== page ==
Nucc, would you comment on the following?

Nucc, would you comment on the following?

Joined: February 16th, 2010, 8:01 pm

March 2nd, 2010, 7:59 pm #1

Jesus did not come to bring a new message, or to start a new belief. He came only to the lost sheep of the house of Israel, to heal their backsliding, and bring them back into the fold of the gospel from which they had backslidden.

"I do't speak for God. I only have honest opinion."
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truthbetold
truthbetold

March 2nd, 2010, 8:20 pm #2

Jesus who?
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Joined: February 16th, 2010, 8:01 pm

March 2nd, 2010, 9:01 pm #3

Since this is a bible discussion forum, it shouldn't be too hard to figure out that it is the Jesus of the bible story.

"I do't speak for God. I only have honest opinion."
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Joined: December 8th, 2003, 1:16 am

March 2nd, 2010, 9:58 pm #4

The same fellow Paul, James, Peter and Jude referred to in their epistles?

If so ... why did none of them ever mention anything ABOUT the man they worshiped ... or even quote him?

James said, "Draw nigh to God and he will draw nigh to you." Goodness me but that sounds SO different from the message delivered by Gospel Jesus ... and by Christian convention too!

-Vince
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truthbetold
truthbetold

March 2nd, 2010, 11:22 pm #5

Since this is a bible discussion forum, it shouldn't be too hard to figure out that it is the Jesus of the bible story.

"I do't speak for God. I only have honest opinion."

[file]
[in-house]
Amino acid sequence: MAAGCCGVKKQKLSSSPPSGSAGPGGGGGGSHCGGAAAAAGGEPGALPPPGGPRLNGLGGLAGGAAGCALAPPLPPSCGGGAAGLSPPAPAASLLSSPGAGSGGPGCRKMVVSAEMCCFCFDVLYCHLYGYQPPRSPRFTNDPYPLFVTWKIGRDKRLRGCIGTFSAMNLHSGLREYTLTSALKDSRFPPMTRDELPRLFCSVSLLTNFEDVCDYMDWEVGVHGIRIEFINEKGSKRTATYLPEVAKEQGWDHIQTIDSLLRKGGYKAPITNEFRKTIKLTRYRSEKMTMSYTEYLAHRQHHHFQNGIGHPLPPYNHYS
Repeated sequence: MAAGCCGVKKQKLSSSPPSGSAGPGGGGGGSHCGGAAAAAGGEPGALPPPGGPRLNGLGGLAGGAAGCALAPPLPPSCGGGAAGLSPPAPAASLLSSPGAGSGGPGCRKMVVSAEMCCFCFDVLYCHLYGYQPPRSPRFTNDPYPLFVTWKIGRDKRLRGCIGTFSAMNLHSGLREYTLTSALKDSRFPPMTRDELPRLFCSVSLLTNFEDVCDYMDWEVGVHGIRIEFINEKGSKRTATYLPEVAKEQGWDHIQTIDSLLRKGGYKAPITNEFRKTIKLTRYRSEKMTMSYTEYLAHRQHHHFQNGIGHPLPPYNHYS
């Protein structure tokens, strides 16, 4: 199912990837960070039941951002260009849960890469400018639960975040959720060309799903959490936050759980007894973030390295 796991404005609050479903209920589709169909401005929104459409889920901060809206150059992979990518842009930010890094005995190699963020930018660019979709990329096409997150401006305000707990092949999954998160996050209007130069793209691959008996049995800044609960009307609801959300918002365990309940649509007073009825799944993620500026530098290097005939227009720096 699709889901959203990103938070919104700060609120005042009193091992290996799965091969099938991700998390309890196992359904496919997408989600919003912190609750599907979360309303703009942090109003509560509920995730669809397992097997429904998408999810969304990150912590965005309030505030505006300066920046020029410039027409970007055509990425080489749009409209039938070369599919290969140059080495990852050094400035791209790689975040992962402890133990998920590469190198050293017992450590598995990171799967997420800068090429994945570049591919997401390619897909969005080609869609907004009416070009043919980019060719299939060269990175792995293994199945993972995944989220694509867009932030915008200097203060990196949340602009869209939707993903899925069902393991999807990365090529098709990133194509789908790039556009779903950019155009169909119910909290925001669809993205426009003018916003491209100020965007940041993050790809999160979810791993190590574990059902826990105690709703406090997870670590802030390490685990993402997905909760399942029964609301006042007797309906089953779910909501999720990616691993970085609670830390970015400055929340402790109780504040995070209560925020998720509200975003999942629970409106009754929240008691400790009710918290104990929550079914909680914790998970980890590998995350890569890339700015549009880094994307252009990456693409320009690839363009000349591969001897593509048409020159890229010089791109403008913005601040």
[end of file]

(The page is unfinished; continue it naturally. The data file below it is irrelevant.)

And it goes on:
Appreciated.

Do you feel that the biblical Jesus - this supernatural man; born of an actual virgin; traveling the country-side; performing miracles; starting a movement; being a nuisance to Romans and Jews alike; getting himself killed because of it; coming back to life again; and all the while occurences of a supernatural nature directly related to this supernatural man's existence taking place, or so the stories go - was an historical person?
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Joined: February 16th, 2010, 8:01 pm

March 2nd, 2010, 11:47 pm #6

I don't really have an opinion on whether or not Jesus was a historical person, but he easily fits into the greater story which runs with continuity through the whole bible. Not as the messiah, but as someone who was planning to become the messiah, or die trying.


"I do't speak for God. I only have honest opinion."
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Joined: February 16th, 2010, 8:01 pm

March 3rd, 2010, 12:09 am #7

The same fellow Paul, James, Peter and Jude referred to in their epistles?

If so ... why did none of them ever mention anything ABOUT the man they worshiped ... or even quote him?

James said, "Draw nigh to God and he will draw nigh to you." Goodness me but that sounds SO different from the message delivered by Gospel Jesus ... and by Christian convention too!

-Vince
There are many problems with Jesus, not the least of which is the fact that "Jesus Christ", when translated in context, is "Saviour King". It stands to reason that whoever would resurrect the Davidic kingdom might be refered to as Saviour King/Jesus Christ.
Just as both candidates in a presidential race are commonly, and prematurely, refered to by their followers as "the next president", a man who planned to resurrect the Davidic kingdom might be prematurely called, by his followers, Saviour King/Jesus Christ.
Since the messiah would be directly succeeding Solomon on the resurrected Davidic throne, the followers of a pretender to the throne, might refer to him by Solomon's titles, which include "Son of David", and "Son of God". In other words; the gospel Jesus could have been anyone.

"I do't speak for God. I only have honest opinion."
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Joined: December 8th, 2003, 1:16 am

March 3rd, 2010, 1:00 am #8

Maybe I didn't frame it correctly.